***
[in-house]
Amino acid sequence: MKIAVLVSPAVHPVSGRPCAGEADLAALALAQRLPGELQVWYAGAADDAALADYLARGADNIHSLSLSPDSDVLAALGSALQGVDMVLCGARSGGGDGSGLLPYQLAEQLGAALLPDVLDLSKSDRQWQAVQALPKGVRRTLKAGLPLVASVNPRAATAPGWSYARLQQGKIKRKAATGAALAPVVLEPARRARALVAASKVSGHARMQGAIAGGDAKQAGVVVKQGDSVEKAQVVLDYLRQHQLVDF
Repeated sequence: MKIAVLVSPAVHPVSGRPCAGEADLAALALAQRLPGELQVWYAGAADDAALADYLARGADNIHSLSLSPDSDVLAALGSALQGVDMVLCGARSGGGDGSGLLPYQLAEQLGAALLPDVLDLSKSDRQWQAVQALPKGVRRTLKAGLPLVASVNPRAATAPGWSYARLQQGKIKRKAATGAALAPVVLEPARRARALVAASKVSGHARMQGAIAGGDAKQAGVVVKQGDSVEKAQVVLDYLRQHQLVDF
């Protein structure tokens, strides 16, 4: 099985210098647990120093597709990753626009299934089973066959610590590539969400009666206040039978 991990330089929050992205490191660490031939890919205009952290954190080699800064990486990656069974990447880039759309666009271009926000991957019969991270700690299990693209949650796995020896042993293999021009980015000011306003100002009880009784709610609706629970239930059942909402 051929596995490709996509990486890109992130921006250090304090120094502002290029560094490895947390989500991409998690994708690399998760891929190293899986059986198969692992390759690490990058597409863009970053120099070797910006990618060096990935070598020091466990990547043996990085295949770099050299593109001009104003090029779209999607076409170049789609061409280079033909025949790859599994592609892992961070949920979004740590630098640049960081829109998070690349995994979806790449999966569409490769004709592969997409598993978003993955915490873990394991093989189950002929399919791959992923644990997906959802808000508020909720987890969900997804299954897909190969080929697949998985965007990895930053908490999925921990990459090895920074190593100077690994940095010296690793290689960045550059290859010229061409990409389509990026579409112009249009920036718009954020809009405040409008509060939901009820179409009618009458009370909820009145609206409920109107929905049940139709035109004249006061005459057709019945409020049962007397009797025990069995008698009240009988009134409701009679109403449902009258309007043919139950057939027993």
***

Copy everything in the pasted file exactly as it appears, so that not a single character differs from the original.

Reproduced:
[in-house]
Amino acid sequence: MKIAVLVSPAVHPVSGRPCAGEADLAALALAQRLPGELQVWYAGAADDAALADYLARGADNIHSLSLSPDSDVLAALGSALQGVDMVLCGARSGGGDGSGLLPYQLAEQLGAALLPDVLDLSKSDRQWQAVQALPKGVRRTLKAGLPLVASVNPRAATAPGWSYARLQQGKIKRKAATGAALAPVVLEPARRARALVAASKVSGHARMQGAIAGGDAKQAGVVVKQGDSVEKAQVVLDYLRQHQLVDF
Repeated sequence: MKIAVLVSPAVHPVSGRPCAGEADLAALALAQRLPGELQVWYAGAADDAALADYLARGADNIHSLSLSPDSDVLAALGSALQGVDMVLCGARSGGGDGSGLLPYQLAEQLGAALLPDVLDLSKSDRQWQAVQALPKGVRRTLKAGLPLVASVNPRAATAPGWSYARLQQGKIKRKAATGAALAPVVLEPARRARALVAASKVSGHARMQGAIAGGDAKQAGVVVKQGDSVEKAQVVLDYLRQHQLVDF
């Protein structure tokens, strides 16, 4: 099985210098647990120093597709990753626009299934089973066959610590590539969400009666206040039978 991990330089929050992205490191660490031939890919205009952290954190080699800064990486990656069974990447880039759309666009271009926000991957019969991270700690299990693209949650796995020896042993293999021009980015000011306003100002009880009784709610609706629970239930059942909402 051929596995490709996509990486890109992130921006250090304090120094502002290029560094490895947390989500991409998690994708690399998760891929190293899986059986198969692992390759690490990058597409863009970053120099070797910006990618060096990935070598020091466990990547043996990085295949770099050299593109001009104003090029779209999607076409170049789609061409280079033909025949790859599994592609892992961070949920979004740590630098640049960081829109998070690349995994979806790449999966569409490769004709592969997409598993978003993955915490873990394991093989189950002929399919791959992923644990997906959802808000508020909720987890969900997804299954897909190969080929697949998985965007990895930053908490999925921990990459090895920074190593100077690994940095010296690793290689960045550059290859010229061409990409389509990026579409112009249009920036718009954020809009405040409008509060939901009820179409009618009458009370909820009145609206409920109107929905049940139709035109004249006061005459057709019945409020049962007397009797025990069995008698009240009988009134409701009679109403449902009258309007043919139950057939027993």